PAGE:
Wednesday, April 27, 2011
What we've been up to - busy busy!
I've been doing a little lesson stealing. This layered landscape lesson was taken from a School Arts magazine in ...2003!! My kindergartners have been enjoying it ever since. The kids start with 4 black "landscape lines", and then color in between with chalk pastel, rubbing each color with a finger and tapping the dust off onto newspaper. They are so proud! One little boy kept scratching his face and looked like he was growing a beard. The classroom teacher and I were in stitches - he was just TOO cute, with loopy blond curls, apple cheeks, and a chalk beard and mustache!
And here's another couple of stolen lessons - so many of you have done the "Giraffes Can't Dance" lesson, but I originally "stole" it from the wonderful Patty at http://www.deepspacesparkle.com/. This work was done by my first graders.
Meanwhile, I've been making teddy bear chairs with my 2nd graders for years, since they tour the Vermont Teddy Bear Factory every spring. I think the original motivation for this lesson came from School Arts magazine.
These two lessons above were not stolen; they're mine! A couple of weeks ago, my kindergartners made these fingerprint rainbows. In our next art class, the kids colored a sunshine and painted blue skies. While they were drying, they cut out their rainbows and made some clouds out of bumpy Braille paper that was given to me. Then they glued them all together! Ironically, a few days ago I found a similar rainbow project posted here: http://splishsplashsplatterart.blogspot.com/2011/04/rainbow-finger-painting.html. I guess that's proof that our brains are working in parallel universes!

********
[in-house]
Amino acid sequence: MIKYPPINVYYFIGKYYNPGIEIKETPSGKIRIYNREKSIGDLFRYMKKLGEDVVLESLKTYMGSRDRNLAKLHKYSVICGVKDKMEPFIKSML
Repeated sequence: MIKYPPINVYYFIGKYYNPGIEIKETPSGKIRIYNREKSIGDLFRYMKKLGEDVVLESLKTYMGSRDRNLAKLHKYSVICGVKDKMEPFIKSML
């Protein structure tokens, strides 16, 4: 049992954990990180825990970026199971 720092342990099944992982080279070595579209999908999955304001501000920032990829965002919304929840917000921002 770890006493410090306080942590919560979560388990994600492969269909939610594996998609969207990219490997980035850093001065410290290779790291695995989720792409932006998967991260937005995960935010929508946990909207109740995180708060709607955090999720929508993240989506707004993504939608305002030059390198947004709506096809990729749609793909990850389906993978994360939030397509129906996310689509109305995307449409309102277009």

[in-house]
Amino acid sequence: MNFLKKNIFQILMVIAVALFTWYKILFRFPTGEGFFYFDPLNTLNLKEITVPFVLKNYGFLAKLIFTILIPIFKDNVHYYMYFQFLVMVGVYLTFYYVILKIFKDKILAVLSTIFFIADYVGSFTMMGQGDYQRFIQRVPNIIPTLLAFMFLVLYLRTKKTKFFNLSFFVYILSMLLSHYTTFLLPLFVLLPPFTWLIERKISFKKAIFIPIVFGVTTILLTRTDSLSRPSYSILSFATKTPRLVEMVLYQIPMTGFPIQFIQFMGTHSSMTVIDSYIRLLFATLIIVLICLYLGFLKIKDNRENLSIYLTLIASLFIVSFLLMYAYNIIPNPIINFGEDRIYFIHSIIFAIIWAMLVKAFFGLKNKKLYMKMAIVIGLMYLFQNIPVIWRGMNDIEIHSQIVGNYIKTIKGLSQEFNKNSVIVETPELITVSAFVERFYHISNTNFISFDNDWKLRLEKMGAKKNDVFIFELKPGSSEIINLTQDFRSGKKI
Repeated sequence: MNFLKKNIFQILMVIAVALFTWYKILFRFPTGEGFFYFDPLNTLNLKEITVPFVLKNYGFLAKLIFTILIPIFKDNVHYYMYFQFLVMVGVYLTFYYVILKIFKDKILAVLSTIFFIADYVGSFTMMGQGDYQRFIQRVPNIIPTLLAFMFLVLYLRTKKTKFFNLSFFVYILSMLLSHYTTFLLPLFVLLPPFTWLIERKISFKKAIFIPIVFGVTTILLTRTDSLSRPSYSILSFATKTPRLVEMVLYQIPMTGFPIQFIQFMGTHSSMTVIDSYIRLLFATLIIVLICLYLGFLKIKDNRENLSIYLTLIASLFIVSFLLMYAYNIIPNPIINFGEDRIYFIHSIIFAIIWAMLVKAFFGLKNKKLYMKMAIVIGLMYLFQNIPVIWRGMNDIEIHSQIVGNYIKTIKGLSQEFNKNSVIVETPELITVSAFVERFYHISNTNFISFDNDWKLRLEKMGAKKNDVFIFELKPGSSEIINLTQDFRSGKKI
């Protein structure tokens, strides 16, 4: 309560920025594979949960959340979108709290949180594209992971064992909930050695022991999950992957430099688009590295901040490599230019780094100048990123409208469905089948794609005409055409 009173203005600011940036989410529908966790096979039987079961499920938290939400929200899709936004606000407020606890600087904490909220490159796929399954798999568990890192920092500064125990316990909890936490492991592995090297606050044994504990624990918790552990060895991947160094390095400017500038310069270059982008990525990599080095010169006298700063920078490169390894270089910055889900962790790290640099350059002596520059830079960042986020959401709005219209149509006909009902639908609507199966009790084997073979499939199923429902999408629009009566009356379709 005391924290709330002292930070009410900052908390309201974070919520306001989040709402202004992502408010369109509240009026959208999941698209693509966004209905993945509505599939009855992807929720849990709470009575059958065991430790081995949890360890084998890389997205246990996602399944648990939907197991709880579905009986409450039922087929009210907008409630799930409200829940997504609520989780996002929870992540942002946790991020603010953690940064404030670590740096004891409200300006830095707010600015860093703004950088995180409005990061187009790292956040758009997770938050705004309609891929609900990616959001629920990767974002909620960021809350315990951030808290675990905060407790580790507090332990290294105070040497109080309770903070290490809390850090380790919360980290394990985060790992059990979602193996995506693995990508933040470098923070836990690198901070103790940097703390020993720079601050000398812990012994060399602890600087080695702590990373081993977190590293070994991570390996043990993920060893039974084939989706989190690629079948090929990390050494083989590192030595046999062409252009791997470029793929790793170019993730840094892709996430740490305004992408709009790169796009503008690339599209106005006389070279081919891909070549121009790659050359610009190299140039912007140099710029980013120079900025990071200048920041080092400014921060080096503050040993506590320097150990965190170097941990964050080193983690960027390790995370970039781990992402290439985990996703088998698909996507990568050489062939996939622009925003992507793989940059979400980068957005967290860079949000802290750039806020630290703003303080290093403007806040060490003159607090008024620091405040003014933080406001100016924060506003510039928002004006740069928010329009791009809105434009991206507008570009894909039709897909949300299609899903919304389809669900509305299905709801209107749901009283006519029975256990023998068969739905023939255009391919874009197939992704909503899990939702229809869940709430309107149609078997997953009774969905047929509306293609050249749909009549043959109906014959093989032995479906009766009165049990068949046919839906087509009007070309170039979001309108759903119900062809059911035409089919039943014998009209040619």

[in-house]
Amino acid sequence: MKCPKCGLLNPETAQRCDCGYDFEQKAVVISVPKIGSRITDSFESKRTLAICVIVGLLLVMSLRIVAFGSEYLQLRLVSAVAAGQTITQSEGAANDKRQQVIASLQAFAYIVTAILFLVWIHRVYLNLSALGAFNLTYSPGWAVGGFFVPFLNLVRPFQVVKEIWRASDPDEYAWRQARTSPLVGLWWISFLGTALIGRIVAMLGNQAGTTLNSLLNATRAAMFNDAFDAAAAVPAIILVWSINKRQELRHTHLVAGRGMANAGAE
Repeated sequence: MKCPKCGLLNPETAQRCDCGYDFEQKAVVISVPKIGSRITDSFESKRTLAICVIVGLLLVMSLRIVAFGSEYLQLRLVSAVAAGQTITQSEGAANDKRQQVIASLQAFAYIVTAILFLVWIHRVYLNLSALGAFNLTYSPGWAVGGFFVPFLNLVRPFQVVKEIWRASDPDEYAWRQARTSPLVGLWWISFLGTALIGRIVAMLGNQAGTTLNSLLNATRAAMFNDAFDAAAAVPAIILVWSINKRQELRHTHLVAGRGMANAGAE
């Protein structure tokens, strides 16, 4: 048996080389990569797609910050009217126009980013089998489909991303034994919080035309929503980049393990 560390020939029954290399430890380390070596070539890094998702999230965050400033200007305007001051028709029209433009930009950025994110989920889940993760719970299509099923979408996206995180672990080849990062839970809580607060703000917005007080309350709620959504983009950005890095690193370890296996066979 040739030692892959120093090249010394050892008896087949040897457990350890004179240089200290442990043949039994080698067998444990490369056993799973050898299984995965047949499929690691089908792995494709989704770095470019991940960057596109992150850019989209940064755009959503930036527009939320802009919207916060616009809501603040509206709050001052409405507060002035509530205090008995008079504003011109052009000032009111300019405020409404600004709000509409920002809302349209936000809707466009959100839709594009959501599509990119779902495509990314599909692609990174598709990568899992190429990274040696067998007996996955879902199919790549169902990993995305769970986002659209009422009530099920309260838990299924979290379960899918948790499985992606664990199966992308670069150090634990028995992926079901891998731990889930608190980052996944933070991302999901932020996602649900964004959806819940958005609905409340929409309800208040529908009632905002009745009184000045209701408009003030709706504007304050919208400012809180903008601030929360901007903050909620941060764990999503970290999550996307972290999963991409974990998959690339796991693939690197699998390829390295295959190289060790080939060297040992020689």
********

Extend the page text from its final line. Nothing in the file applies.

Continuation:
The ice cream cones, which we are (obviously) just beginning in grade 4, happened for 2 reasons. First of all, our Artist of the Month (officially for May, but we already began) is Wayne Thiebaud. Second of all, I was "gifted" with about a zillion paper cones. So it seemed like fate! The instructions were simple, and we are working with a short time frame to get them done, so the rule was this: build the structure in one class. Some kids put on one scoop, some two, some three, some four...and I think the one on the left was the biggest at 5 scoops plus a cherry on top.
Meanwhile, my 3rd graders still have more work to do to complete their papier-mache masks, 5th graders are loving blind contour drawing and learning about their right brains, and 6th graders are making AWESOME African-inspired masks with tooling foil.